Or perhaps not. The first sign of a change in tone came during business questions in the Commons after the shadow leader of the house, Thangam Debbonaire, had recapped the previous day’s proceedings. The government was guilty of corruption for trying to change the rules on MPs’ conduct retrospectively and Labour would play no role in the sham committee the Tories were planning to establish to replace the one that had served the Commons perfectly well for years.
In reply, Jacob Rees-Mogg, who had possibly been listening to Lord Evans, the chair of the committee for standards in public life, also giving the Tories both barrels at an event hosted by the Institute for Government, announced a partial climbdown. Though as with everything Rees-Mogg does, it was done without shame, without apology and with utter condescension. A primetime advert for the government’s levelling up agenda.
The whole thing had been a complete misunderstanding by the opposition parties, Rees-Mogg said. The government had thought it blindingly obvious that there was no connection between the Paterson vote and the same one to change the rules on MPs’ behaviour. But Labour had been so stupid that it had managed to conflate the two. So to eliminate confusion, he was not going to proceed with the new rigged committee but was going to try to think of a way to achieve cross-party consensus that didn’t embarrass the government. Chris Bryant drily observed it was a bit late for that but, if it helped, his committee could write a second report by next Tuesday. Though its findings would be the same.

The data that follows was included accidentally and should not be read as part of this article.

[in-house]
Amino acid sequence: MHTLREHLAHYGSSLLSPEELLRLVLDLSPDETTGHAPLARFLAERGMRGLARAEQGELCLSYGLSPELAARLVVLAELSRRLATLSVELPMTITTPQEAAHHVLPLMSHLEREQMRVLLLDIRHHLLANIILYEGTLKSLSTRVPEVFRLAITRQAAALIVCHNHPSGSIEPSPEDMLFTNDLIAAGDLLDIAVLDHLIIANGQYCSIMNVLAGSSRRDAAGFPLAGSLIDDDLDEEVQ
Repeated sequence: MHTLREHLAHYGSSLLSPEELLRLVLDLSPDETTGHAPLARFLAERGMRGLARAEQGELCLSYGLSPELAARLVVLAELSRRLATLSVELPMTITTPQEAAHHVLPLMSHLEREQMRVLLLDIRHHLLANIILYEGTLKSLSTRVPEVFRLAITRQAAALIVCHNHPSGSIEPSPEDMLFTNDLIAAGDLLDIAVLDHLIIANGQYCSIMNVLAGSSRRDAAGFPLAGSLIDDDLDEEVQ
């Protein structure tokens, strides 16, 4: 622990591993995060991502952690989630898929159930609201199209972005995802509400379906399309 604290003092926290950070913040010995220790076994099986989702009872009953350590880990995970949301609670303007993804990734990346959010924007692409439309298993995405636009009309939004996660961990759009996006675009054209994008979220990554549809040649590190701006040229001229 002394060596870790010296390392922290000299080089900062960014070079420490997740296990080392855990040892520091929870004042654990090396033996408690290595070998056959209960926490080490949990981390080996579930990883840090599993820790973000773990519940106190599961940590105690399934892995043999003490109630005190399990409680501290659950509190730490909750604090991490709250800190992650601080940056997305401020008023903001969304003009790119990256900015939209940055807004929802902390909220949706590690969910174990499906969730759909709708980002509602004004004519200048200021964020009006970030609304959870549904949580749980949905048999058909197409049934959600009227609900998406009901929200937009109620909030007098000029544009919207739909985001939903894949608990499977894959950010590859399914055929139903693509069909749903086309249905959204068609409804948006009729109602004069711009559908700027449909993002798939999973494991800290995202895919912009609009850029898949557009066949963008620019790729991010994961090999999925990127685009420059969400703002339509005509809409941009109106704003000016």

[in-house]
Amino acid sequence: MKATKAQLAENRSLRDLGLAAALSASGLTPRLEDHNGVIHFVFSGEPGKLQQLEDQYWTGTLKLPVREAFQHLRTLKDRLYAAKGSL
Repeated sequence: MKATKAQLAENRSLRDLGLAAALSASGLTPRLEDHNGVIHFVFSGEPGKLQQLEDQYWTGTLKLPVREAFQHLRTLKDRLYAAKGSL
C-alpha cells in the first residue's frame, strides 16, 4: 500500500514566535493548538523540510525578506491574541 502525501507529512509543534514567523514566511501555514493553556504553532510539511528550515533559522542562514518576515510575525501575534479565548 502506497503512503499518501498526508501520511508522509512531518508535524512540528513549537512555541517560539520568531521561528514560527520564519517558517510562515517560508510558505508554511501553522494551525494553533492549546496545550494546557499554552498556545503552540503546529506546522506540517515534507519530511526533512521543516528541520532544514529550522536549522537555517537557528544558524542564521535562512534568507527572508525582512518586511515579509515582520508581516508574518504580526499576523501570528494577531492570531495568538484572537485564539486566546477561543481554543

Within an hour this partial U-turn had become a full handbrake turn, with the government announcing there would be a second – unwhipped – vote on Paterson. But the damage had been done. Boris Johnson’s Conservatives were now established as the party of sleaze. They had tried to pull a fast one and had been caught red-handed. That they had now been forced into acting properly was neither here nor there.
One sometimes wonders what it will take for the penny to drop for Tory ministers and MPs. Was Paterson really too stupid not to realise that Boris would dump him if the shit looked like hitting the fan? Boris didn’t even have the courtesy to tell him he was no longer backing him. Owen found out from a journalist when he was in the supermarket. He then did the most gracious and sensible thing he had ever done as a Tory MP. He resigned. Johnson didn’t care one way or the other. Other people only existed as extensions of his narcissism.
Did Kwarteng not wonder if he had been shafted and made to look untrustworthy for no good reason? Did the Tories who had voted with the government not realise their credibility had been trashed for good? That they had made it clear they had no principles that couldn’t be bought off?
The past 24 hours had been peak Boris. Ur Boris. He had done what he always does. There isn’t a friend, wife, family member or colleague whom Bertie Booster doesn’t betray in the end. Or even in the beginning.
A Farewell to Calm by John Crace (Guardian Faber, £9.99). To support the Guardian and Observer, order your copy at guardianbookshop.com. Delivery charges may apply.